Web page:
Double Cross

Double Cross

The True Story of the D-Day Spies

Book - 2012
Average Rating:
Rate this:
4
1
D-Day, 6 June 1944, the turning point of the Second World War, was a victory of arms. But it was also a triumph for a different kind of operation: one of deceit, aimed at convincing the Nazis that Calais and Norway, not Normandy, were the targets of the 150,000-strong invasion force. The deception involved every branch of Allied wartime intelligence - but at its heart was the 'Double Cross System', a team of double agents controlled by the secret Twenty Committee. These double agents were, variously, brave, treacherous, fickle, greedy, and inspired. They were not conventional warriors, but their masterpiece of deceit, never before fully revealed, saved countless lives. Their codenames were Bronx, Brutus, Treasure, Tricycle and Garbo. This is their story.
Publisher: London : Bloomsbury, 2012
ISBN: 9781408830628
1408830620
9781408819913
1408819910
9781408819906
1408819902
Branch Call Number: 940.5486 MACINTYR
Characteristics: 417 pages, 16 pages of plates : illustrations, map ; 22 cm

Opinion

From the critics


Community Activity

Comment

Add a Comment

s
SPSit
Sep 12, 2016

This is very well researched book. The irony is that during the Second World War, when there were so much hardship, including food rationing, these spies had lived a rather extravagant life style. Truly amazing.

rb3221 Sep 25, 2015

This is a story about the five key double cross spies (and about the mysterious sixth spy) who spent years deceiving the Germans into believing the D-Day invasion would take place at the Pas-de-Calais and Norway and not at Normandy. Truly an intricate, strong and eventually successful web of deception. Macintyre outlines how this very unusual crop of spies controlled and manipulated every single German agent and were turned by MI5 into double agents. In Churchill's own words it was "tangle within tangle, plot and counter-plot, ruse and false agent, cross and double-cross, true agent, false agent ... all woven into a texture so intricate as to be incredible and yet true." This sting, called Operation Fortitude, was truly ingenious even though the Aberwhr itself was riddled with incompetence, corruption and anti-Hitler sentiment. Perhaps that is one very valid reason why the spies were so successful.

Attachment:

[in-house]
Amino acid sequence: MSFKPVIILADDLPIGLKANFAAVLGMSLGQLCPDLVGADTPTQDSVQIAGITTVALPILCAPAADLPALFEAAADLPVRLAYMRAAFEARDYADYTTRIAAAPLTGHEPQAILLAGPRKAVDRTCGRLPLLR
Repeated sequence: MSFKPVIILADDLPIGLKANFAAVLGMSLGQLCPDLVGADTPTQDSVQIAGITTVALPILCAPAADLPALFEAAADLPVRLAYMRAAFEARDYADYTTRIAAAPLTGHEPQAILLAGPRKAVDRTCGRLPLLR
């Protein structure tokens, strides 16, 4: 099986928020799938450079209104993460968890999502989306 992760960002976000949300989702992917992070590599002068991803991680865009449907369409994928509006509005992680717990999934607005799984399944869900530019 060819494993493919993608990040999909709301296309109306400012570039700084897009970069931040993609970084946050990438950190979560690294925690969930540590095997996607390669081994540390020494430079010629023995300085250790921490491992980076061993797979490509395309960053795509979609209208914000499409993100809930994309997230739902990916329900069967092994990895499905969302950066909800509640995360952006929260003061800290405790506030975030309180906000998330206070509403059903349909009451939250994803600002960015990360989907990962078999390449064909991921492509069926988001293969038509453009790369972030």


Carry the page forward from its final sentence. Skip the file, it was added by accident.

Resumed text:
The agents were at times very unprofessional and perhaps even a threat to D-Day but somehow their covers were not blown and in the author's view they saved thousands of lives, especially since as many as 22 German divisions remained at the Pas-de Calais even as the Normandy invasion was occurring.
This is a well written, easy to read non-fiction book that reads like fiction. I enjoyed it very much.

jootysun Aug 28, 2014

Perhaps I didn't give it a solid try. But a couple chapters in and I'm already dreading reading the book the next day. That's when you know you should stop.

The story is interesting in itself. However, Macintyre's writing style is verbose and the pacing is slow. What would have been a gripping tale turned into a rather bland historical recount of the lives of five eccentric people.

s
SEBoiko
Nov 05, 2012

Spies and Pigeons !

Quotes

Add a Quote

s
SEBoiko
Nov 05, 2012

You have forfeited your life, but there is a way of saving your life.

Age

Add Age Suitability

There are no ages for this title yet.

Summary

Add a Summary

There are no summaries for this title yet.

Notices

Add Notices

There are no notices for this title yet.

Explore Further

Browse by Call Number

Recommendations

Subject Headings

  Loading...

Find it at PPL

  Loading...
[]
[]
To Top